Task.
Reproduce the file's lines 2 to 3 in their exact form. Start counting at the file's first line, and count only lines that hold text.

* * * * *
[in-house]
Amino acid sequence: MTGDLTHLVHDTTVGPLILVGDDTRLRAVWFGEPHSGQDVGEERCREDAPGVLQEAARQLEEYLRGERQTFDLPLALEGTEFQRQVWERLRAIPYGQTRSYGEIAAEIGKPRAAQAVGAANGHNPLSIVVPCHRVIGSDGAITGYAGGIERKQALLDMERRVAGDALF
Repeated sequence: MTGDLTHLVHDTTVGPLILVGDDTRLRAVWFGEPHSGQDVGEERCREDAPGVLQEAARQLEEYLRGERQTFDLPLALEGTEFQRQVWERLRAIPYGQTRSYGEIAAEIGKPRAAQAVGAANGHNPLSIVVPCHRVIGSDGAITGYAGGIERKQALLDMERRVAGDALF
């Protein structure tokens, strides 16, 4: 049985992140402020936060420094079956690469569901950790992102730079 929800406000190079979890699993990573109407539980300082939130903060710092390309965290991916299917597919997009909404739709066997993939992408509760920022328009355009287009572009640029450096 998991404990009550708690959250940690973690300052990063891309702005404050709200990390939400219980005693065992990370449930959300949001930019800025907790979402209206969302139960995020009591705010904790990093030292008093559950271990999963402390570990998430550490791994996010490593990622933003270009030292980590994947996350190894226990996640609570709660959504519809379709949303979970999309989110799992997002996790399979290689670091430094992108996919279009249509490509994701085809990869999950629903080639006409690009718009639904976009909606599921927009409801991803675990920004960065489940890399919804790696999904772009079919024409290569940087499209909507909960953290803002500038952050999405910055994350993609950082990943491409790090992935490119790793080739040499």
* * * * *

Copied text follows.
Amino acid sequence: MTGDLTHLVHDTTVGPLILVGDDTRLRAVWFGEPHSGQDVGEERCREDAPGVLQEAARQLEEYLRGERQTFDLPLALEGTEFQRQVWERLRAIPYGQTRSYGEIAAEIGKPRAAQAVGAANGHNPLSIVVPCHRVIGSDGAITGYAGGIERKQALLDMERRVAGDALF
Repeated sequence: MTGDLTHLVHDTTVGPLILVGDDTRLRAVWFGEPHSGQDVGEERCREDAPGVLQEAARQLEEYLRGERQTFDLPLALEGTEFQRQVWERLRAIPYGQTRSYGEIAAEIGKPRAAQAVGAANGHNPLSIVVPCHRVIGSDGAITGYAGGIERKQALLDMERRVAGDALF